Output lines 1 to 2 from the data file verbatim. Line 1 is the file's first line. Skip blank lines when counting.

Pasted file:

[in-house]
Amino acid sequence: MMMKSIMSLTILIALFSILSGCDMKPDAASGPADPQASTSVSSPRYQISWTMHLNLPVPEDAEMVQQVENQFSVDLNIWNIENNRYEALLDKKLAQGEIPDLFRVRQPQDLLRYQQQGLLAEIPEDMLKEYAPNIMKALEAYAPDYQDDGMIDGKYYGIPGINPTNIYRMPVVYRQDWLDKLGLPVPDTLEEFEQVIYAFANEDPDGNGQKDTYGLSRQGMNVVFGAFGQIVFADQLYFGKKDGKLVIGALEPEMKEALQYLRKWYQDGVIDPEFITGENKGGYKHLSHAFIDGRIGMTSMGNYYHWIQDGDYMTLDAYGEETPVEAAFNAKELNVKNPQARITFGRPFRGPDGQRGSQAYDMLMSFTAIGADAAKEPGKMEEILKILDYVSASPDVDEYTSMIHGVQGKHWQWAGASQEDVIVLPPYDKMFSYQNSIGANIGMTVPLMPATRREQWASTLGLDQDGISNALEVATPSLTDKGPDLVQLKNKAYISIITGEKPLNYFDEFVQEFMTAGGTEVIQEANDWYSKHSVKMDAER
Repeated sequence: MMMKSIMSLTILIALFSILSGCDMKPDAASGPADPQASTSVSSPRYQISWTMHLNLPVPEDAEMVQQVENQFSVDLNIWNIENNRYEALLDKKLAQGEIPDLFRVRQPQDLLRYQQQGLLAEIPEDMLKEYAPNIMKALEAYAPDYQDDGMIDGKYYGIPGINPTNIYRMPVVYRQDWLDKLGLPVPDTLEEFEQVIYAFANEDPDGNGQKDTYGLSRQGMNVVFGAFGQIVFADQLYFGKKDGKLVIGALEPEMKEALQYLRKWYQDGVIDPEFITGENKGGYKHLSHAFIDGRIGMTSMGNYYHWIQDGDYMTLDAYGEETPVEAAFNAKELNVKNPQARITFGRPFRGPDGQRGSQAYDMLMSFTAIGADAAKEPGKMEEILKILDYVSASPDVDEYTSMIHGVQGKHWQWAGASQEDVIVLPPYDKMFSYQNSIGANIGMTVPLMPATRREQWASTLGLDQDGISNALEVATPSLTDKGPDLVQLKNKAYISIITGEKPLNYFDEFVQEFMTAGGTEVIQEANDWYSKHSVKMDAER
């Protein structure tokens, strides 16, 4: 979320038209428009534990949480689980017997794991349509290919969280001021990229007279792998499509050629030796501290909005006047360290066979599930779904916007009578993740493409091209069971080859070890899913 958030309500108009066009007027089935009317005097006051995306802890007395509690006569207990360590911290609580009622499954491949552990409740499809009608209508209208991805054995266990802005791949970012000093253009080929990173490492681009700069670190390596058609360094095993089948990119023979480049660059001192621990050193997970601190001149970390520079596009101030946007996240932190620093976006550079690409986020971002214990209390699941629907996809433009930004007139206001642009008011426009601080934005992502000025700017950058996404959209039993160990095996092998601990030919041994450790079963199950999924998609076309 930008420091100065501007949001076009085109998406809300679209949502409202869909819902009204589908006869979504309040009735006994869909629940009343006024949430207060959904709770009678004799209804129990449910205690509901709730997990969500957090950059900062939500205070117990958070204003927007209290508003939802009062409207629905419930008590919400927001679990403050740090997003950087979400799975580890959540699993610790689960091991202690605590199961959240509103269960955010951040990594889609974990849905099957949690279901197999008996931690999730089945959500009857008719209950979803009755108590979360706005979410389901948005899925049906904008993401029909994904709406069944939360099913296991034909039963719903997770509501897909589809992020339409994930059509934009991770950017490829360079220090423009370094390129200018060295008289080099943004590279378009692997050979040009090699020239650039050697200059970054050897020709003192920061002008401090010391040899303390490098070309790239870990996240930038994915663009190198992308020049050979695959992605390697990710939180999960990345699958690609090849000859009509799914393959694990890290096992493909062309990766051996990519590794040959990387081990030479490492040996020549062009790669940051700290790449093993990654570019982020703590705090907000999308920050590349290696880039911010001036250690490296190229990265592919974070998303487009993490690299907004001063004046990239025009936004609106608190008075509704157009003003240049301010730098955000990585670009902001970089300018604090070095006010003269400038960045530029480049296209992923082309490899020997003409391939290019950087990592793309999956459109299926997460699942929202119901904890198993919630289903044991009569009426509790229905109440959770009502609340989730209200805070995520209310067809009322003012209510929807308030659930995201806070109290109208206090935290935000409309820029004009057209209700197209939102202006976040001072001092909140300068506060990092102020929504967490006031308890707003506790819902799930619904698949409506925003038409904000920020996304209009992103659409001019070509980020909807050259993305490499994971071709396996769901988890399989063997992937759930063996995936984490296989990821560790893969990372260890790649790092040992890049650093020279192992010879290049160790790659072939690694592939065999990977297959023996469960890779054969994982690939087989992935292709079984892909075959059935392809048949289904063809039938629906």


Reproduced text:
[in-house]
Amino acid sequence: MMMKSIMSLTILIALFSILSGCDMKPDAASGPADPQASTSVSSPRYQISWTMHLNLPVPEDAEMVQQVENQFSVDLNIWNIENNRYEALLDKKLAQGEIPDLFRVRQPQDLLRYQQQGLLAEIPEDMLKEYAPNIMKALEAYAPDYQDDGMIDGKYYGIPGINPTNIYRMPVVYRQDWLDKLGLPVPDTLEEFEQVIYAFANEDPDGNGQKDTYGLSRQGMNVVFGAFGQIVFADQLYFGKKDGKLVIGALEPEMKEALQYLRKWYQDGVIDPEFITGENKGGYKHLSHAFIDGRIGMTSMGNYYHWIQDGDYMTLDAYGEETPVEAAFNAKELNVKNPQARITFGRPFRGPDGQRGSQAYDMLMSFTAIGADAAKEPGKMEEILKILDYVSASPDVDEYTSMIHGVQGKHWQWAGASQEDVIVLPPYDKMFSYQNSIGANIGMTVPLMPATRREQWASTLGLDQDGISNALEVATPSLTDKGPDLVQLKNKAYISIITGEKPLNYFDEFVQEFMTAGGTEVIQEANDWYSKHSVKMDAER